Business Dining Inches Toward Full Recovery

A report from Dinova and Technomic predicts that the Business Dining Index could hit 96 by the end of the year.  

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After Dinova's Business Dining Index dropped to a low of 34 in 2020, it's expected to reach 96 by year-end, four percentage points shy of pre-pandemic levels. Courtesy of LinkedIn Sales Solutions on Unsplash.

As inflation and gas prices continue to soar, consumer restaurant traffic has begun softening, but a recent study expects business dining to do the opposite.

Dinova, a business dining authority, and Technomic, a foodservice industry insights provider, released the Q2 2022 Business Dining Report that covers top trends, including work from home, the resurgence of in-person events and the impact inflation will have on spending. Interestingly, the report predicts that, despite “imminent economic changes,” business dining will continue to pick up.

“Business dining has lagged the overall return to restaurants, but even as consumer traffic starts to soften, we expect business dining to continue to grow and accelerate,” says the report. “Business travel is on the upswing, and business diners tend to be less price sensitive than regular diners—and so there remains strong upside potential.”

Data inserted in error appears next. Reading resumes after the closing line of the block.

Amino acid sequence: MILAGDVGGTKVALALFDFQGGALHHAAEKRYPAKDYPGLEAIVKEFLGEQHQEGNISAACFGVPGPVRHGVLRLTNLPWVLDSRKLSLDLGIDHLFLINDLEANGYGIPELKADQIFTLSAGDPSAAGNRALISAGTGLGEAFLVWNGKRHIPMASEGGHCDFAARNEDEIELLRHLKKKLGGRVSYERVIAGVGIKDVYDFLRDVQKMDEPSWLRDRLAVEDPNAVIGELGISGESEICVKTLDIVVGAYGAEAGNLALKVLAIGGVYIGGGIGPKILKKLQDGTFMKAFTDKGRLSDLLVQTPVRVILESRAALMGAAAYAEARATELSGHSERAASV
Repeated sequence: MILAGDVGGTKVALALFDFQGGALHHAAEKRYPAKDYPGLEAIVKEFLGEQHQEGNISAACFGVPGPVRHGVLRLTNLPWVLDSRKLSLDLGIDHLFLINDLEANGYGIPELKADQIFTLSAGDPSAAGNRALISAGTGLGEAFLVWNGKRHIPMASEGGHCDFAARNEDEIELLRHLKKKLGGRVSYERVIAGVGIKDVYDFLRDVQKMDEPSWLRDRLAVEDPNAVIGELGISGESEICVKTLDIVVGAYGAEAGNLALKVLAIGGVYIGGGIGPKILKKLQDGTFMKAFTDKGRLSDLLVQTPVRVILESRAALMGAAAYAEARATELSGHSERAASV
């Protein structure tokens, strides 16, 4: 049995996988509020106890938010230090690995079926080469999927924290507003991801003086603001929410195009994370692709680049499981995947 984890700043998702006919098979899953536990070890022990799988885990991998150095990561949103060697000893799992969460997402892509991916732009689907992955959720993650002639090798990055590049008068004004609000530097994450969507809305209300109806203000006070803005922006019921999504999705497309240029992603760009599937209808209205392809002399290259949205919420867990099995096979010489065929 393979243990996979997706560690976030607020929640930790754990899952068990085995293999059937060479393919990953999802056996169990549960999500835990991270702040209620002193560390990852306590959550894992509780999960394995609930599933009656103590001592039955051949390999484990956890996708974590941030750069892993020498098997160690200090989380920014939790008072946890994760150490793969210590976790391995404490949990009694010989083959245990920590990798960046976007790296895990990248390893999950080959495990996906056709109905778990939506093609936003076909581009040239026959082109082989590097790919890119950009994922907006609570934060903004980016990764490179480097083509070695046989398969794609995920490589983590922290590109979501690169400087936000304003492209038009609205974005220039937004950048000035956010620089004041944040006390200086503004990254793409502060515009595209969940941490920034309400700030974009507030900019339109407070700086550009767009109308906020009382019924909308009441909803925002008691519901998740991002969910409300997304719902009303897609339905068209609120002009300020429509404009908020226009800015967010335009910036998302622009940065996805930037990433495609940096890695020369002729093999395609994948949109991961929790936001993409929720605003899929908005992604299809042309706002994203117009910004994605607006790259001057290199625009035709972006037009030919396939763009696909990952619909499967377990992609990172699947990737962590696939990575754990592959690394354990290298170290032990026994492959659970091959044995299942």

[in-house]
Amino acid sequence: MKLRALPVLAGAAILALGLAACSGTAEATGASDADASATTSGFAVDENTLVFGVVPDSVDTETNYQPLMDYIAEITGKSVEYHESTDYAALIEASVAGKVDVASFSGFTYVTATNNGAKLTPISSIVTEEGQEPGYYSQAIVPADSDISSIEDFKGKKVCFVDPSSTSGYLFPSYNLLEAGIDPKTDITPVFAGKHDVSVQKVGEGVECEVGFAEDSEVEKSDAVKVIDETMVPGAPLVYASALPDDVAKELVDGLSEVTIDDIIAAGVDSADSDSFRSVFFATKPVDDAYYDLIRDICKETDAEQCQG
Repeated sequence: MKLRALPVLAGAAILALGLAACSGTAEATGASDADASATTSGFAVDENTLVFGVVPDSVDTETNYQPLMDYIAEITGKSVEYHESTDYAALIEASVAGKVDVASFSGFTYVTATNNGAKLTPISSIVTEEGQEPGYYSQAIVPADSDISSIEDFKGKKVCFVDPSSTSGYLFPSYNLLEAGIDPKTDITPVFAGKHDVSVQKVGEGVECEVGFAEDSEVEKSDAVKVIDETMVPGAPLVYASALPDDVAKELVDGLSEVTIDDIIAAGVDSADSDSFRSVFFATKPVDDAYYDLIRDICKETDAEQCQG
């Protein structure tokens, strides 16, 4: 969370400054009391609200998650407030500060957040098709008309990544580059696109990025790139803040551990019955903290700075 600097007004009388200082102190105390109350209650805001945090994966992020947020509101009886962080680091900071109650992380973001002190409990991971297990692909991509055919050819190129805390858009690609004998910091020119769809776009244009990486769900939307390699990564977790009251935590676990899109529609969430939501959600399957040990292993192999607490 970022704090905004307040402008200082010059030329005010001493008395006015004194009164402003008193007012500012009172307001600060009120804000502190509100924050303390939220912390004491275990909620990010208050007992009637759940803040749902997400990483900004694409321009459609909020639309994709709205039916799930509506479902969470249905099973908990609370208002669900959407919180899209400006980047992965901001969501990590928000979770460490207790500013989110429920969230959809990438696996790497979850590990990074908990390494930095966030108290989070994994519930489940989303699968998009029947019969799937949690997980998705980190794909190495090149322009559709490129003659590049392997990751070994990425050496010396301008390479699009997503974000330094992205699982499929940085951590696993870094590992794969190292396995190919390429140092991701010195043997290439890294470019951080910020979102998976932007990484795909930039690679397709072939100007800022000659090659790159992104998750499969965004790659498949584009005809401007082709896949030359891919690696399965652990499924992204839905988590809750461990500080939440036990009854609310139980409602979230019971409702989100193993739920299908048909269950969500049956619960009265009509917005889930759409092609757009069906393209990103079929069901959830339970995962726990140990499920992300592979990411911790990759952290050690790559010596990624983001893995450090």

By the end of the year, Dinova’s Business Dining Index could hit 96—up from the low 80s in Q1 2022—and its highest point since before the pandemic, says the report. That’s only four points short of a full recovery. The upward trajectory in business dining is due in part to more companies (80%) allowing domestic business travel to resume, and 55% now allowing international travel.

Findings in the report show that nine in 10 travel managers say their employees are ready to travel for work again, and 88% of travel managers and suppliers say their corporate travel bookings have increased over the last month.

In addition, of 125 companies surveyed on whether most employees had returned to the office, 52% said no. With many workers still working remotely, the report finds that business dining spend is more distributed and less limited to major metropolitan areas.

“We will continue to monitor and report on the impact of remote and hybrid work, but our analysis is showing an uptick in business travel and progress for full recovery in business dining sales by end of year,” says the report.


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